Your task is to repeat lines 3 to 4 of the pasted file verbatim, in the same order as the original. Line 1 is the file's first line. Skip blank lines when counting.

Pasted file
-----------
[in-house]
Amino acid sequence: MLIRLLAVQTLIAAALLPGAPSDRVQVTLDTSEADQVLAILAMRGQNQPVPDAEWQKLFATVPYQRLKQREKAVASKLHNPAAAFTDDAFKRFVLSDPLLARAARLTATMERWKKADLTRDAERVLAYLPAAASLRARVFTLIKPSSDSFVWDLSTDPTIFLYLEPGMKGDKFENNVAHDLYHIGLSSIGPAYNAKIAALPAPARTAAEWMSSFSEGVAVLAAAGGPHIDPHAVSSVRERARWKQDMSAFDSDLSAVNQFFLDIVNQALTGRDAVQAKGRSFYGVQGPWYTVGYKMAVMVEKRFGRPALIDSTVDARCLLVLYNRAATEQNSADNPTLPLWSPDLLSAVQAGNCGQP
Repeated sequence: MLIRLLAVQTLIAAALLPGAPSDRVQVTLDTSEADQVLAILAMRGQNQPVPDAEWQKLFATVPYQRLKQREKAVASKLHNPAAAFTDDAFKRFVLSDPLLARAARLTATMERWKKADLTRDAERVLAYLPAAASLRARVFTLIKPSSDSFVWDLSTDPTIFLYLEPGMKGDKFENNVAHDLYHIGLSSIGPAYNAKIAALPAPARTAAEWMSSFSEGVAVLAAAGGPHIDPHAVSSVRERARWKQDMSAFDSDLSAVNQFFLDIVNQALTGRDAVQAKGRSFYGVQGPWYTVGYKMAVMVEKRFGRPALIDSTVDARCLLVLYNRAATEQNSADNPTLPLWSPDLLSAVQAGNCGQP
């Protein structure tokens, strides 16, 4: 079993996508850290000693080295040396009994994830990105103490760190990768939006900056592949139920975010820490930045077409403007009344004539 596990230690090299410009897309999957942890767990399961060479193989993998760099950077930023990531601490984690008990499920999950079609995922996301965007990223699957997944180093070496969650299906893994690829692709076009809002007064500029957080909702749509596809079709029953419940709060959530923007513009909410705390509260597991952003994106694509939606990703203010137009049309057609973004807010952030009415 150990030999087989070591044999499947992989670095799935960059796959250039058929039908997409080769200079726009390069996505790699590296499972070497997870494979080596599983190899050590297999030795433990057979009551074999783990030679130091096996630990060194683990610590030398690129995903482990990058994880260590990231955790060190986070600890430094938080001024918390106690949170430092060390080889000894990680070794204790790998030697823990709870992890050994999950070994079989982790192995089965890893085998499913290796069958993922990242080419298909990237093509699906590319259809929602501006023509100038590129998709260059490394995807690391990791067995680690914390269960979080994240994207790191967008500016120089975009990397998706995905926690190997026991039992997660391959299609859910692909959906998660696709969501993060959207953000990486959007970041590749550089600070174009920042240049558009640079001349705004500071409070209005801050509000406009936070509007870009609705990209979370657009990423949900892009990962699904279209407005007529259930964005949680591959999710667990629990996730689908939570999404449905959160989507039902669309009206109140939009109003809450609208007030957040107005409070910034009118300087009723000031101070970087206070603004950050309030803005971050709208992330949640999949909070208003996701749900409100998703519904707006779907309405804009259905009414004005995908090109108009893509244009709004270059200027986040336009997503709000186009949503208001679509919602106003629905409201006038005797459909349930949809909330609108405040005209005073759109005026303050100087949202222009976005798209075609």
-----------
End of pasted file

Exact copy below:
Repeated sequence: MLIRLLAVQTLIAAALLPGAPSDRVQVTLDTSEADQVLAILAMRGQNQPVPDAEWQKLFATVPYQRLKQREKAVASKLHNPAAAFTDDAFKRFVLSDPLLARAARLTATMERWKKADLTRDAERVLAYLPAAASLRARVFTLIKPSSDSFVWDLSTDPTIFLYLEPGMKGDKFENNVAHDLYHIGLSSIGPAYNAKIAALPAPARTAAEWMSSFSEGVAVLAAAGGPHIDPHAVSSVRERARWKQDMSAFDSDLSAVNQFFLDIVNQALTGRDAVQAKGRSFYGVQGPWYTVGYKMAVMVEKRFGRPALIDSTVDARCLLVLYNRAATEQNSADNPTLPLWSPDLLSAVQAGNCGQP
């Protein structure tokens, strides 16, 4: 079993996508850290000693080295040396009994994830990105103490760190990768939006900056592949139920975010820490930045077409403007009344004539 596990230690090299410009897309999957942890767990399961060479193989993998760099950077930023990531601490984690008990499920999950079609995922996301965007990223699957997944180093070496969650299906893994690829692709076009809002007064500029957080909702749509596809079709029953419940709060959530923007513009909410705390509260597991952003994106694509939606990703203010137009049309057609973004807010952030009415 150990030999087989070591044999499947992989670095799935960059796959250039058929039908997409080769200079726009390069996505790699590296499972070497997870494979080596599983190899050590297999030795433990057979009551074999783990030679130091096996630990060194683990610590030398690129995903482990990058994880260590990231955790060190986070600890430094938080001024918390106690949170430092060390080889000894990680070794204790790998030697823990709870992890050994999950070994079989982790192995089965890893085998499913290796069958993922990242080419298909990237093509699906590319259809929602501006023509100038590129998709260059490394995807690391990791067995680690914390269960979080994240994207790191967008500016120089975009990397998706995905926690190997026991039992997660391959299609859910692909959906998660696709969501993060959207953000990486959007970041590749550089600070174009920042240049558009640079001349705004500071409070209005801050509000406009936070509007870009609705990209979370657009990423949900892009990962699904279209407005007529259930964005949680591959999710667990629990996730689908939570999404449905959160989507039902669309009206109140939009109003809450609208007030957040107005409070910034009118300087009723000031101070970087206070603004950050309030803005971050709208992330949640999949909070208003996701749900409100998703519904707006779907309405804009259905009414004005995908090109108009893509244009709004270059200027986040336009997503709000186009949503208001679509919602106003629905409201006038005797459909349930949809909330609108405040005209005073759109005026303050100087949202222009976005798209075609």